- World Military Expenditures and Arms Transfers (WMEAT) was published by the U.S. State Department in December 2015. The report covers the eleven-year period from 2002 through 2012, the most recent year for which final data for many parameters were available in 2015
The World Military Expenditures/WMEAT report responds to a statutory requirement that the U.S. Department of State annually publish detailed, comprehensive and statistical information and in-depth analyses regarding military expenditures, arms transfers, armed forces, and related economic data for each country of the world.
According to a congressional report, US arms sales increased by more than a third in 2014 alone… over the past five years, the US sold “major” weapons to at least 96 countries — just a hair under half the total number of UN member states.
Regional conflicts are increasingly fueled by weaponry and much of the weaponry, purchased with petrodollars, has exacerbated the conflicts.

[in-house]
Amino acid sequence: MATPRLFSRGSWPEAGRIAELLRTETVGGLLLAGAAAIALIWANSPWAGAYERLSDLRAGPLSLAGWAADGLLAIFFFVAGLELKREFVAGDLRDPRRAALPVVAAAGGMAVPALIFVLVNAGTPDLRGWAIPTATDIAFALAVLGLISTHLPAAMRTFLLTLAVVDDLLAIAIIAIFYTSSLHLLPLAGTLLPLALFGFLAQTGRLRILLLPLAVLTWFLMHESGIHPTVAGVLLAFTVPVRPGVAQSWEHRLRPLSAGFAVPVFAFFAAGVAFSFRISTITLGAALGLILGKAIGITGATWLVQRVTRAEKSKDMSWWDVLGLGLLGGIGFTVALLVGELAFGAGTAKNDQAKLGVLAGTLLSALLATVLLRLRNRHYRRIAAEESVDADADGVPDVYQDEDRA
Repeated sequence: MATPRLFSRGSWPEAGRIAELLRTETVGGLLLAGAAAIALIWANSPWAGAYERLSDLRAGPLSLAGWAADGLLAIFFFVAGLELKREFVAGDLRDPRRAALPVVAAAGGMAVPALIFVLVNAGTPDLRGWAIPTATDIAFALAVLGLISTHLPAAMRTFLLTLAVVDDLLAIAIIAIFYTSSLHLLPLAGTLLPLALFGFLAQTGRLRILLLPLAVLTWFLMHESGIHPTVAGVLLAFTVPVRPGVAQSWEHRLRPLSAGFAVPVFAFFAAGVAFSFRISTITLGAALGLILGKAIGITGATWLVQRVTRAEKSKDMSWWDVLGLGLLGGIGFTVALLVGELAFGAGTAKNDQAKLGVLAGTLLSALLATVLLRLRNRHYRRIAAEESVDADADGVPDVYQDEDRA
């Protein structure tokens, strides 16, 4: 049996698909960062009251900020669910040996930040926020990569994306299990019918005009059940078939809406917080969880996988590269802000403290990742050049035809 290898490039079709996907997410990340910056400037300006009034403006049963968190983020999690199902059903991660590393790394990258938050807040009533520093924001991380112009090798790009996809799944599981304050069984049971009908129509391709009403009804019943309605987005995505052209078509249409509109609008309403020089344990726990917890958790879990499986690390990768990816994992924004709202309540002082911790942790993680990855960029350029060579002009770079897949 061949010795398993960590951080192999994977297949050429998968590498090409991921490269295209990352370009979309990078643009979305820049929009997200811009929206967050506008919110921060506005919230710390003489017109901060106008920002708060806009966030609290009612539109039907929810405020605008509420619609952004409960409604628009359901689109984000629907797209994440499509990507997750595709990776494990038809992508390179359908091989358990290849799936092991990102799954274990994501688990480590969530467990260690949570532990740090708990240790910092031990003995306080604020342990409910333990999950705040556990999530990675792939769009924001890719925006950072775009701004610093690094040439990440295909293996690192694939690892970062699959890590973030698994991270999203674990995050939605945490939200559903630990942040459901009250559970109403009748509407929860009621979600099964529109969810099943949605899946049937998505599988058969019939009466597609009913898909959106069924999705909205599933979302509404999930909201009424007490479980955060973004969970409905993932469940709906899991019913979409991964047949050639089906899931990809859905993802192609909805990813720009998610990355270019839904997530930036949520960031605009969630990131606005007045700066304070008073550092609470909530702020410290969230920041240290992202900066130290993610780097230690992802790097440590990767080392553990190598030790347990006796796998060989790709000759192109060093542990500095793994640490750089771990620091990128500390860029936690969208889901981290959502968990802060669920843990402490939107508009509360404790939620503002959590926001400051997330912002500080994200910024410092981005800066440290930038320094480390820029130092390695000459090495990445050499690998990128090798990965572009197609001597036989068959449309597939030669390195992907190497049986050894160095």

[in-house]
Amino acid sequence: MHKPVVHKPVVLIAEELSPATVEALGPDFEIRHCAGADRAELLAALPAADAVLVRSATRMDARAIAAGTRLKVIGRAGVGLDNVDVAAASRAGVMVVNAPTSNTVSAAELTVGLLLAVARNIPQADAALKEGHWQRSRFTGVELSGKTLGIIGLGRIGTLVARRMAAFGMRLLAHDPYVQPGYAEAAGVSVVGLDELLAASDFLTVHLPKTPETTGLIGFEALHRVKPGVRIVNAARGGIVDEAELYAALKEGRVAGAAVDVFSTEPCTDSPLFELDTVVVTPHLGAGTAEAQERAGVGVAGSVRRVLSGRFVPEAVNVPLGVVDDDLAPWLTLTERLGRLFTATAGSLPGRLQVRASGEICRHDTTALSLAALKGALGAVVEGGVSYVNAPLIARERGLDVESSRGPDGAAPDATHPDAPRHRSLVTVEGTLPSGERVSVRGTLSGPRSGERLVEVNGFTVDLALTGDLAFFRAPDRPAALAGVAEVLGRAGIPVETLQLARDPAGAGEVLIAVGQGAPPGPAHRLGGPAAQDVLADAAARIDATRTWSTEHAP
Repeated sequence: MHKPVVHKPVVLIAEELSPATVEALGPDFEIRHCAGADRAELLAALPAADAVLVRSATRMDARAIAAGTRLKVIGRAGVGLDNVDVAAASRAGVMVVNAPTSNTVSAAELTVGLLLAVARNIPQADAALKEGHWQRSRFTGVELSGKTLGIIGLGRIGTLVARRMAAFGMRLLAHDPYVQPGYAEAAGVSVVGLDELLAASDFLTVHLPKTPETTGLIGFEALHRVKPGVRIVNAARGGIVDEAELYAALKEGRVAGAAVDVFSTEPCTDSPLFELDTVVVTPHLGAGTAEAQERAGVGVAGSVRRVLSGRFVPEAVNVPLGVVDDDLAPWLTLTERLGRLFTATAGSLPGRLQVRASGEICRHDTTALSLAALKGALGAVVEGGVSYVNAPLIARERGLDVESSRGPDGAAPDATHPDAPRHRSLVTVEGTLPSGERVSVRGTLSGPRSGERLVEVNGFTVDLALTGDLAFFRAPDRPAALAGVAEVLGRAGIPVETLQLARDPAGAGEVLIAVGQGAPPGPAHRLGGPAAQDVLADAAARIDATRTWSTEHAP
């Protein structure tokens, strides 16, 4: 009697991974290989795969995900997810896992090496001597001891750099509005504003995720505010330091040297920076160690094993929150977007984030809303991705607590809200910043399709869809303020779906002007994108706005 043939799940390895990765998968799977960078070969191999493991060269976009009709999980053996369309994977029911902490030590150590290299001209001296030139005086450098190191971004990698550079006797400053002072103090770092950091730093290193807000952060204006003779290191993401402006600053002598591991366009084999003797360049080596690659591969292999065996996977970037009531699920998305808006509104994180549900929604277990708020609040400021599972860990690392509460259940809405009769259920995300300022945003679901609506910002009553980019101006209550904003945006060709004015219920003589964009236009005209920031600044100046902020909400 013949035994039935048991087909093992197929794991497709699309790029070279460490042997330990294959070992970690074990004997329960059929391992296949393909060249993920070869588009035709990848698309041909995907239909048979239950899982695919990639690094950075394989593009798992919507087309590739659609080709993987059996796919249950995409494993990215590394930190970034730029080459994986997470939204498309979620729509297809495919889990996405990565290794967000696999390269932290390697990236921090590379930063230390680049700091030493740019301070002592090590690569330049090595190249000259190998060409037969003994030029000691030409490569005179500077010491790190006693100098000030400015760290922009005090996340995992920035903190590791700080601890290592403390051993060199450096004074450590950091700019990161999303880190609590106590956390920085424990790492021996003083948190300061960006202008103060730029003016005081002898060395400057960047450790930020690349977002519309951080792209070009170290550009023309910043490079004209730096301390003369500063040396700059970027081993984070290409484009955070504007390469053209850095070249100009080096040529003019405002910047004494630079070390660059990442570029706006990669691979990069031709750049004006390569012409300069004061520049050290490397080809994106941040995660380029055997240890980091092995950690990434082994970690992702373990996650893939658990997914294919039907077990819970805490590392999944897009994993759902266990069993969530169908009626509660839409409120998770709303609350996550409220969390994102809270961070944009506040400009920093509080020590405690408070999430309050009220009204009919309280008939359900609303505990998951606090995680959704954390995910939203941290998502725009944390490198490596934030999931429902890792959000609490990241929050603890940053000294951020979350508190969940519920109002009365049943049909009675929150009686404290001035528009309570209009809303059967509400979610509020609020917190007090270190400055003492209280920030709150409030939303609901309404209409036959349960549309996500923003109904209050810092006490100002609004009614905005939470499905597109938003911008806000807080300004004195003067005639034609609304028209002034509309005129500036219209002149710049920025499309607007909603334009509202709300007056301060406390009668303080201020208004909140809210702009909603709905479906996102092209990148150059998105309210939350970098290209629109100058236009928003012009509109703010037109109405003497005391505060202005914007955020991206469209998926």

The period cited in the WMEAT report coincides with the U.S. Obama administration policies of force withdrawal and, as such, augers future arms sales/transfers as the regional conflicts escalate and a new administration will direct U.S. policy in the region as of January 2017.
Strategic moves by Saudi Arabia into the Yemen conflict and their continued deep involvement in the Syrian war, with larger interests at stake with alliances involving Qatar and the UAE; and a deep struggle over competing energy futures/oil pipelines across the region; with US/Russian/Turkish/Iraq strategic moves and European/EU and NATO bringing forces into play as Europe’s energy supplies are at risk; and with an eye toward China’s newly expanded Eurasian goals in the region; and Iran’s new oil production and re-entry into the world economy with the end of sanctions, all the region’s conflicts are seeing fuel added and a flaring arms trade.
Overall, imports to the Middle East rose by 61 percent; Saudi Arabia and the UAE were the second and fourth-biggest global importers between 2011 and 2015. Elsewhere in the region, Qatar’s imports grew by 279 percent, while Egypt’s increased by 37. Weapons purchases by Iraq… rose 83 percent more during the past five years than between 2006 and 2011, continuing a steady flow that began following the US-led invasion of the country in 2003.